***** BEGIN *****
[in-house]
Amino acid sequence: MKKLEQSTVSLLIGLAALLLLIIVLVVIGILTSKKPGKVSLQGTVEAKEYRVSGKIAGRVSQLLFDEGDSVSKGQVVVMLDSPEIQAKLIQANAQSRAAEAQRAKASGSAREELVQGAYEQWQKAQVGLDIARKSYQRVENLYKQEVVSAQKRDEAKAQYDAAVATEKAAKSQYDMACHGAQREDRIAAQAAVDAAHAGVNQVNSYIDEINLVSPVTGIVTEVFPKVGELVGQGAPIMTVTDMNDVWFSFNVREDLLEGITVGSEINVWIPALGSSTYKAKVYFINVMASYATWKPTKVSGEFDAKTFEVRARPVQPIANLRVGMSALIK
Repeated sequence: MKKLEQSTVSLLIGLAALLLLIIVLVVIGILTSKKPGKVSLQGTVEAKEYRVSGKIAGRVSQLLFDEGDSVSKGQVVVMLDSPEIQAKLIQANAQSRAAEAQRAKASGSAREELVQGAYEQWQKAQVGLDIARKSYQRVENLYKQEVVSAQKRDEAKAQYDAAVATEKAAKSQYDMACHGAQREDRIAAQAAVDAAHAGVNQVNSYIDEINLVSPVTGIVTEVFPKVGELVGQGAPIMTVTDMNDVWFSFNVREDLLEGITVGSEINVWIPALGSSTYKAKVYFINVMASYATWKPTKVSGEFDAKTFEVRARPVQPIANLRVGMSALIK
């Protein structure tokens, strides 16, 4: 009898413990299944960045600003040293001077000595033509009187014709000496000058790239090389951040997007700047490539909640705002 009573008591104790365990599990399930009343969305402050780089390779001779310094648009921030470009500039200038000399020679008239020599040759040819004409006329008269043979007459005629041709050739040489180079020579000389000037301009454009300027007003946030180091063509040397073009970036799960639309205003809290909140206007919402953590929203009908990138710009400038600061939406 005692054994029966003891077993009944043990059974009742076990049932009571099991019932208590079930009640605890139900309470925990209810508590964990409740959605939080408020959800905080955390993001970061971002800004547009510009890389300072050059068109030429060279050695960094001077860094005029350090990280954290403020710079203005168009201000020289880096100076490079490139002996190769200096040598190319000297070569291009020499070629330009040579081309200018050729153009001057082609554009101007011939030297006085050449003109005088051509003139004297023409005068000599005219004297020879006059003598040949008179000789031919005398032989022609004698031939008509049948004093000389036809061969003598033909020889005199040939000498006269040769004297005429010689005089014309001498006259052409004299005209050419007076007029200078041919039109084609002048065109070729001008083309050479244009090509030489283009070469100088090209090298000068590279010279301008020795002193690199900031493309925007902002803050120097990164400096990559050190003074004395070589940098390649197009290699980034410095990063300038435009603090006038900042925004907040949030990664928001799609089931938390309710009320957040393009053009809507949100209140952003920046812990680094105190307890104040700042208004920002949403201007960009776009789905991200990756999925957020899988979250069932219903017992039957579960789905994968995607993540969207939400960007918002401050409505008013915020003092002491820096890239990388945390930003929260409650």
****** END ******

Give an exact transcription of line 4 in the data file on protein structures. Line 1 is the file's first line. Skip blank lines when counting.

């Protein structure tokens, strides 16, 4: 009898413990299944960045600003040293001077000595033509009187014709000496000058790239090389951040997007700047490539909640705002 009573008591104790365990599990399930009343969305402050780089390779001779310094648009921030470009500039200038000399020679008239020599040759040819004409006329008269043979007459005629041709050739040489180079020579000389000037301009454009300027007003946030180091063509040397073009970036799960639309205003809290909140206007919402953590929203009908990138710009400038600061939406 005692054994029966003891077993009944043990059974009742076990049932009571099991019932208590079930009640605890139900309470925990209810508590964990409740959605939080408020959800905080955390993001970061971002800004547009510009890389300072050059068109030429060279050695960094001077860094005029350090990280954290403020710079203005168009201000020289880096100076490079490139002996190769200096040598190319000297070569291009020499070629330009040579081309200018050729153009001057082609554009101007011939030297006085050449003109005088051509003139004297023409005068000599005219004297020879006059003598040949008179000789031919005398032989022609004698031939008509049948004093000389036809061969003598033909020889005199040939000498006269040769004297005429010689005089014309001498006259052409004299005209050419007076007029200078041919039109084609002048065109070729001008083309050479244009090509030489283009070469100088090209090298000068590279010279301008020795002193690199900031493309925007902002803050120097990164400096990559050190003074004395070589940098390649197009290699980034410095990063300038435009603090006038900042925004907040949030990664928001799609089931938390309710009320957040393009053009809507949100209140952003920046812990680094105190307890104040700042208004920002949403201007960009776009789905991200990756999925957020899988979250069932219903017992039957579960789905994968995607993540969207939400960007918002401050409505008013915020003092002491820096890239990388945390930003929260409650």